Researchers from University of Iowa have found that while privacy curtains in hospitals do provide some sort of barrier between patients, they are also one of the most dangerous vectors of harmful bacteria.
Lead researcher Michael Ohl said that the curtains are filled with dangerous bacteria, including the MRSA "superbug", and said that there is a real danger of transferring them on to the patients since doctors and the staff often touches these curtains after washing their hands before touching the patients.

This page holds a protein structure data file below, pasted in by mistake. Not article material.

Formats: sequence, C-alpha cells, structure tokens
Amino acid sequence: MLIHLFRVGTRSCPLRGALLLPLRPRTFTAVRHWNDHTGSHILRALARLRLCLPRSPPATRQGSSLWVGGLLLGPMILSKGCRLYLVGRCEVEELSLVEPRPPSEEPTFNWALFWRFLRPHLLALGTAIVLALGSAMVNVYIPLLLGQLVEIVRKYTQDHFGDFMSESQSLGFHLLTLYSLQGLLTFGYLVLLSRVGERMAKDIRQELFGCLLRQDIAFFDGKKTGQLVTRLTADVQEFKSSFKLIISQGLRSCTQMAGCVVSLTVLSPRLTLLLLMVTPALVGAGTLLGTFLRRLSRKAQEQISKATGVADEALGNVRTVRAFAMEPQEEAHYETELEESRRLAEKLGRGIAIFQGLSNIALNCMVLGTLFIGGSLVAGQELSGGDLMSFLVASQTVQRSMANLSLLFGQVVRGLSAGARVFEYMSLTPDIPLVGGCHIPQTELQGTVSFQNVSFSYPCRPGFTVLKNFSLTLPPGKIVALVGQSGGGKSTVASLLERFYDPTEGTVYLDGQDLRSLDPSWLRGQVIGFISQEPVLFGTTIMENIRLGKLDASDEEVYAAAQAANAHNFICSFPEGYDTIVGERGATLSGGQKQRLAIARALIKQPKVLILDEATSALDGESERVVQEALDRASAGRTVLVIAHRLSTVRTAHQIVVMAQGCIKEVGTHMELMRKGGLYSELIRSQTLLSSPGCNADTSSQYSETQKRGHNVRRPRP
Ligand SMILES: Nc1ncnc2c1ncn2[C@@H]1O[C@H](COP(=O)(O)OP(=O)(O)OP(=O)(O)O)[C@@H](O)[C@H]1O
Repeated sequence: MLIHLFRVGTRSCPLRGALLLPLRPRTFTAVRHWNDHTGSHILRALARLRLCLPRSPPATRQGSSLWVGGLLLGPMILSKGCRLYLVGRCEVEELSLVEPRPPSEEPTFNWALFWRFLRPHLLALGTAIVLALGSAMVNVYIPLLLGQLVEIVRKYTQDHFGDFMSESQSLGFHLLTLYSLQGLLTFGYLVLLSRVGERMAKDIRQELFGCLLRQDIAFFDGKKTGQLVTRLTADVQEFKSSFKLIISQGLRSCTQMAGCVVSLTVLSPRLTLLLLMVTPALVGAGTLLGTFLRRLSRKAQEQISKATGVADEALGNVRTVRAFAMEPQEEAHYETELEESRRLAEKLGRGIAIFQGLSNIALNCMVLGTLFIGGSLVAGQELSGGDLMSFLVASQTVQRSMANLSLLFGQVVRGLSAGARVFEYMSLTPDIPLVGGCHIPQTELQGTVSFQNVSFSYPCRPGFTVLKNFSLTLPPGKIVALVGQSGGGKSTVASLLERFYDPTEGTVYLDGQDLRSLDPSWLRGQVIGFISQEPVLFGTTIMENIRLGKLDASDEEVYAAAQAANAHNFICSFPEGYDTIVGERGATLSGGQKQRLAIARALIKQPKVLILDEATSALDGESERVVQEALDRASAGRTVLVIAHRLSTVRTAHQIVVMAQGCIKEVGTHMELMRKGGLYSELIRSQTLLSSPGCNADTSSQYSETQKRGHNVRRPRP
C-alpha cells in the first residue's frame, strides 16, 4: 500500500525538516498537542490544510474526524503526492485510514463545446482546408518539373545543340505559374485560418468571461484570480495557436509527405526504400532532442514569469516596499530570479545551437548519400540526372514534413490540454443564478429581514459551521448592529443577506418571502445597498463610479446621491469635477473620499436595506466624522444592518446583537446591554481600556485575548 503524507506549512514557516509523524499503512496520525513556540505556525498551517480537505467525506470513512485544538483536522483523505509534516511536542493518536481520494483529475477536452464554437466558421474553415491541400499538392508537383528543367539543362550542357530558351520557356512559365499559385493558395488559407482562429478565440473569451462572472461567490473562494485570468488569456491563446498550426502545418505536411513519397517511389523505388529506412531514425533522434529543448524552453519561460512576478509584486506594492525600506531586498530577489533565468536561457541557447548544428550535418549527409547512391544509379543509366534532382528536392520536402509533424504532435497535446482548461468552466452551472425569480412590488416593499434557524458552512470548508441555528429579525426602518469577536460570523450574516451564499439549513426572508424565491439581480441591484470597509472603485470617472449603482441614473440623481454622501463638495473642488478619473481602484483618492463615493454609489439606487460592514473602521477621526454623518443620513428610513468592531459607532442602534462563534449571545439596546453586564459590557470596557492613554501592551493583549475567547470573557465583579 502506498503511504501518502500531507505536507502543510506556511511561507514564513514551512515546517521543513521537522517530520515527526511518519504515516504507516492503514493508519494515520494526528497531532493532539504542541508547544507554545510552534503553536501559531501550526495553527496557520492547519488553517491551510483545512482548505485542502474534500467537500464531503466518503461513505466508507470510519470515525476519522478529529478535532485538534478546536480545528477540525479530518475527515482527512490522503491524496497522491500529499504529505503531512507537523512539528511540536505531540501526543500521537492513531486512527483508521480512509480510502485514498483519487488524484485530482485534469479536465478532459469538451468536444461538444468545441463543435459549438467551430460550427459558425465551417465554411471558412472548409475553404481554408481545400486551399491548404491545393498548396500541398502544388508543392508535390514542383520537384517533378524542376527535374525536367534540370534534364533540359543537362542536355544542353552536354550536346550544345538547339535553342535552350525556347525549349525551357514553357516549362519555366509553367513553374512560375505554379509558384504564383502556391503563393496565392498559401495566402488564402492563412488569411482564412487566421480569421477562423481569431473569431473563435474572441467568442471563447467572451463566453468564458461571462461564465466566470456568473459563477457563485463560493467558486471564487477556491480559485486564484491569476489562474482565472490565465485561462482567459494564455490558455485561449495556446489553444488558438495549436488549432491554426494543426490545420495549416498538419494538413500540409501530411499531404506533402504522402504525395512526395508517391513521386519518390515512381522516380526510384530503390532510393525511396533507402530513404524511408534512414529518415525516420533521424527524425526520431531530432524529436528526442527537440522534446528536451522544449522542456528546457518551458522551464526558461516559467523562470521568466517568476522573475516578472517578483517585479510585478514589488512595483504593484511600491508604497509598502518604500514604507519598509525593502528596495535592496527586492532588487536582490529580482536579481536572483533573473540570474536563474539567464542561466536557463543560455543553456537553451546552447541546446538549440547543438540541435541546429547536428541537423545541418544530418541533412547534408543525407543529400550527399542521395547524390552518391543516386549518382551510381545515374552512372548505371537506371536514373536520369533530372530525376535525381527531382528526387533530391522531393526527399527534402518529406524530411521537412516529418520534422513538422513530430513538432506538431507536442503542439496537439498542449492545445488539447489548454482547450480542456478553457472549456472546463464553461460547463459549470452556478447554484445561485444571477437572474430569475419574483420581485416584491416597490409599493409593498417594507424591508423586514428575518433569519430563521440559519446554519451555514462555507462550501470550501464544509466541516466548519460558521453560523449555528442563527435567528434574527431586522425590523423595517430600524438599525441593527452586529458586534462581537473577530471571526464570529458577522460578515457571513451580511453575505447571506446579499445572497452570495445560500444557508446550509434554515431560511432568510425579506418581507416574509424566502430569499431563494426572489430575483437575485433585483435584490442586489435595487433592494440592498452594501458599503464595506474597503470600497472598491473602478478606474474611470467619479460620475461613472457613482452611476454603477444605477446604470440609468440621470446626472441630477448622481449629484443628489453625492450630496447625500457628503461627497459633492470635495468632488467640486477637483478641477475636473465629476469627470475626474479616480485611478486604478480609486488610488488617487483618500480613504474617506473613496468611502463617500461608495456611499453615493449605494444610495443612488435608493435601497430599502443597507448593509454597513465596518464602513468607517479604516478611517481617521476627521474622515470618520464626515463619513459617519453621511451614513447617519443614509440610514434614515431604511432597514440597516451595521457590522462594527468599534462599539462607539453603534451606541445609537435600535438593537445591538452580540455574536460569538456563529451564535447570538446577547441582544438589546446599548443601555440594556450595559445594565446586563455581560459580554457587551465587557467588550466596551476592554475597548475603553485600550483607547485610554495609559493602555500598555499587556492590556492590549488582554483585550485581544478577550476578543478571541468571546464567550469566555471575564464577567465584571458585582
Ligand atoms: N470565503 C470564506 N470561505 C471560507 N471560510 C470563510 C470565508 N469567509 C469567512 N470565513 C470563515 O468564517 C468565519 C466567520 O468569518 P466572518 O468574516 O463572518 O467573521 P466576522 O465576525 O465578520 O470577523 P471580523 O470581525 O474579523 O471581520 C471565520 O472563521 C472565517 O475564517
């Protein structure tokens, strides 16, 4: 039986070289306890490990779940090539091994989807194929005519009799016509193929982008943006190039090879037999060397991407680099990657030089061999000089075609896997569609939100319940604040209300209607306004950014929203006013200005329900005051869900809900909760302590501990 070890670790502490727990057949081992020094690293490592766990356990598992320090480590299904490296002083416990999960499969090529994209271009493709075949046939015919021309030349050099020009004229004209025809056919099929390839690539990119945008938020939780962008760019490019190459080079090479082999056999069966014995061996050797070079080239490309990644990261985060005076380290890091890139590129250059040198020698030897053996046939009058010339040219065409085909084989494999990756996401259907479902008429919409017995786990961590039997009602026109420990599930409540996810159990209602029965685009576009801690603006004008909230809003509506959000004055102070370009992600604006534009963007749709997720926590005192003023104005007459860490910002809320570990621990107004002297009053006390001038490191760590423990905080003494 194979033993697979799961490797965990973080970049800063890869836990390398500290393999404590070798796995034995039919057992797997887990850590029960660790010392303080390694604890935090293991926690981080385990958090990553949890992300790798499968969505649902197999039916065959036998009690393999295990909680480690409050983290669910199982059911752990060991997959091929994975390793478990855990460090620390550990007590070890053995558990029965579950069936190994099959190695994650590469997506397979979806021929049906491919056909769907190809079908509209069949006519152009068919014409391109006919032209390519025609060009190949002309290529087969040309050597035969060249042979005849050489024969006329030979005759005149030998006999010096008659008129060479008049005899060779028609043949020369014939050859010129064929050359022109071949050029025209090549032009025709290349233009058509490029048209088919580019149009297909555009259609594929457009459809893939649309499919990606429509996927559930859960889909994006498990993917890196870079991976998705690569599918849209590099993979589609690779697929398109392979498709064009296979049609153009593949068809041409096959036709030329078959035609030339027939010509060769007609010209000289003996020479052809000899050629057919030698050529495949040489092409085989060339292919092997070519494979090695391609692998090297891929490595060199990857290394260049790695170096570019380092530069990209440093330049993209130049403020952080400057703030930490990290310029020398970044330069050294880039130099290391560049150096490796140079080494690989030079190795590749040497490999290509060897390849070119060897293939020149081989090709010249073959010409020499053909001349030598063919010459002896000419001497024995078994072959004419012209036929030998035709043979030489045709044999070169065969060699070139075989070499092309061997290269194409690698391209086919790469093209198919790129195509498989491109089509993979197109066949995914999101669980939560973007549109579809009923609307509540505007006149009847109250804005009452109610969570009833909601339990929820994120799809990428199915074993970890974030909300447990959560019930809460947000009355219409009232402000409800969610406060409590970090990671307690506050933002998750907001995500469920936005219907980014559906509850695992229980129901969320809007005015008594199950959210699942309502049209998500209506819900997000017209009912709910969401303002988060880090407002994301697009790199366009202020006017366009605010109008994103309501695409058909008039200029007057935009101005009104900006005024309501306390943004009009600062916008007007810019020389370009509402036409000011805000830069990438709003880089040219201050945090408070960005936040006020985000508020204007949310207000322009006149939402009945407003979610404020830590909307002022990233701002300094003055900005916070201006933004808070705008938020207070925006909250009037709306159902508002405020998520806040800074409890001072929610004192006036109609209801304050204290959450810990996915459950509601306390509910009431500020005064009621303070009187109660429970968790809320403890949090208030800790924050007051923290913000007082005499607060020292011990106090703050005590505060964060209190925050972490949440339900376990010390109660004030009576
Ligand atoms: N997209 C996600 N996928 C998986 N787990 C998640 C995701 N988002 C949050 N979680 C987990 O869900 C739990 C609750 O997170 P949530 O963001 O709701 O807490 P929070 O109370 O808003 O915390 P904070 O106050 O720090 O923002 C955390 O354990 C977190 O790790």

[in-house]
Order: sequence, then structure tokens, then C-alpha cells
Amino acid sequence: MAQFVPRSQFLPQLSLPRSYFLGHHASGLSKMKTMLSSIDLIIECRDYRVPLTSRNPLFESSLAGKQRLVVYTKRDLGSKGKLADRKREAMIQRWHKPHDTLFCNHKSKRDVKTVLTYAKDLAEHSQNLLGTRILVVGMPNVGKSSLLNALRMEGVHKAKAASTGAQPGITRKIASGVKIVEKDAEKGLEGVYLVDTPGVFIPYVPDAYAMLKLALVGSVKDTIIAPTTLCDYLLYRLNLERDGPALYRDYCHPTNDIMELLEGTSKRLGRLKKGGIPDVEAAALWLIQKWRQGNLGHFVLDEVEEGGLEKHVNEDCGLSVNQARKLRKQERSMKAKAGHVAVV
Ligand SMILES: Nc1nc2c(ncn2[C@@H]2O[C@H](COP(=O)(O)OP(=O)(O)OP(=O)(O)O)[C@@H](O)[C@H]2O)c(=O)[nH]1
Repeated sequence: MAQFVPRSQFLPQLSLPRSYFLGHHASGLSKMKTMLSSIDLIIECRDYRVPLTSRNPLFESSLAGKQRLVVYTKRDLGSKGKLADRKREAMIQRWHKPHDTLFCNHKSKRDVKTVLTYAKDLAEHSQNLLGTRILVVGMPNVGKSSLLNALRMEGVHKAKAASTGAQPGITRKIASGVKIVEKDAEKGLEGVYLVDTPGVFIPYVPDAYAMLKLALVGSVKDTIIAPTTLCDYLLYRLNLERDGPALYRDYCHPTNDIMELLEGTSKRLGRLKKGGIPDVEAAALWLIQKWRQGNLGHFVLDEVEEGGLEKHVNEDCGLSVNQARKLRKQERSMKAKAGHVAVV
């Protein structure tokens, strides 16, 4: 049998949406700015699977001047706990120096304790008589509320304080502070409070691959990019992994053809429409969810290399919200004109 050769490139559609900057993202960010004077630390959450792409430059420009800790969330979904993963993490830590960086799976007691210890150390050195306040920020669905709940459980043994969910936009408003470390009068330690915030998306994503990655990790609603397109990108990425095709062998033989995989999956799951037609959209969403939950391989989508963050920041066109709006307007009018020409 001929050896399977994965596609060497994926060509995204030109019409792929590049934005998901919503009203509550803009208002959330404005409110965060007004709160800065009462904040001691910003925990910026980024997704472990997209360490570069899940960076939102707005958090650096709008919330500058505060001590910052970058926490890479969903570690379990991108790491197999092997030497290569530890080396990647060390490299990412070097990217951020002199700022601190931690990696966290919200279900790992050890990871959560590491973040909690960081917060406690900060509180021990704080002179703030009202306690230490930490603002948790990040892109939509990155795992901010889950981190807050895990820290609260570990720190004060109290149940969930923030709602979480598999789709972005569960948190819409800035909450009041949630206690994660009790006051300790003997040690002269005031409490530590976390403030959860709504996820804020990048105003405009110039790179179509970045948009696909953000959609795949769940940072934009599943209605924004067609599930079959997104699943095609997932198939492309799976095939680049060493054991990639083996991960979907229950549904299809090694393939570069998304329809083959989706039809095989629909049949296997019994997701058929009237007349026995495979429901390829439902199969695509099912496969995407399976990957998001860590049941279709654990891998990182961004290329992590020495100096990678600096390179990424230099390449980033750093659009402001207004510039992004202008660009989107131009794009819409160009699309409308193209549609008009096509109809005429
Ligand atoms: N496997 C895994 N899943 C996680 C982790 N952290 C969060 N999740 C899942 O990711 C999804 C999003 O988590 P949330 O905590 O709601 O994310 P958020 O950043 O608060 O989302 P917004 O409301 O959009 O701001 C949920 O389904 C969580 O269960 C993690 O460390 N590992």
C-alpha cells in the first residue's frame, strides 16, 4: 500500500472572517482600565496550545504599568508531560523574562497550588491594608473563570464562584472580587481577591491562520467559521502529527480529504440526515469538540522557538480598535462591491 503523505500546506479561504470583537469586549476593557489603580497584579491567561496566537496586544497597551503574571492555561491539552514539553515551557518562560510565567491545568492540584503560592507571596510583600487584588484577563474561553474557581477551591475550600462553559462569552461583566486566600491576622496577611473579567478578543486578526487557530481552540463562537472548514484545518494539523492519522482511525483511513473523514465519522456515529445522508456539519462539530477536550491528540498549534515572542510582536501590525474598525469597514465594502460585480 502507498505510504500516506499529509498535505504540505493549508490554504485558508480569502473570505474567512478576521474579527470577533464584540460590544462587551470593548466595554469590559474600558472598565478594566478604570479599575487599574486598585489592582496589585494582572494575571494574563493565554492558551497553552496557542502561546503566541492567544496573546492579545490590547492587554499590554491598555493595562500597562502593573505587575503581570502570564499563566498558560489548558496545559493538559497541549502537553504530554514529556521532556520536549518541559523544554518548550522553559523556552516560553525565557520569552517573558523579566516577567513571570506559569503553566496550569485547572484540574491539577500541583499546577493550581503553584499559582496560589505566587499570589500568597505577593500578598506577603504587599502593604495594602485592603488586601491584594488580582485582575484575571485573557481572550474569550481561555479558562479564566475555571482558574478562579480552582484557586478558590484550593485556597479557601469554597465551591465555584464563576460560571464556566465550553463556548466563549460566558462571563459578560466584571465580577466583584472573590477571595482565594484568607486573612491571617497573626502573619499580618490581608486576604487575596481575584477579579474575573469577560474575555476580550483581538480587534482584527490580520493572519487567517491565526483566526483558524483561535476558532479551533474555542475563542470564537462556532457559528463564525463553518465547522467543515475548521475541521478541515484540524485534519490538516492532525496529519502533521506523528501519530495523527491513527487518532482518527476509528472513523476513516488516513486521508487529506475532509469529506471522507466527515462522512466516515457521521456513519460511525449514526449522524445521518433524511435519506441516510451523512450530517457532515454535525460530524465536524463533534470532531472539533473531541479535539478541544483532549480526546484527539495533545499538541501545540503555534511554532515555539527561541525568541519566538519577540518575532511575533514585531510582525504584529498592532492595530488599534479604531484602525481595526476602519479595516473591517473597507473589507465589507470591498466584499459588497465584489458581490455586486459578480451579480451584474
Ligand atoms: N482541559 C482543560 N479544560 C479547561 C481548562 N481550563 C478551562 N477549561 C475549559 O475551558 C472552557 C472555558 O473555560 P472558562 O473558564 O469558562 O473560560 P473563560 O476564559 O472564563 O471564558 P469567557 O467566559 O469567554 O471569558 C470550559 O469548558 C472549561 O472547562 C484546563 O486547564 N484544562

Ohl and his colleagues tested over 43 privacy curtains at medical and surgical intensive care units and on a medical ward of the University of Iowa Hospitals twice a week for three weeks. He found that almost all of the curtains, 41 of the 43 tested, showed that they were contaminated at some point during the period.
Speaking to Retuers Health, Ohl said, "There is growing recognition that the hospital environment plays an important role in the transmission of infections in the health care setting, and it's clear that these (privacy curtains) are potentially important sites of contamination because they are frequently touched by patients and providers."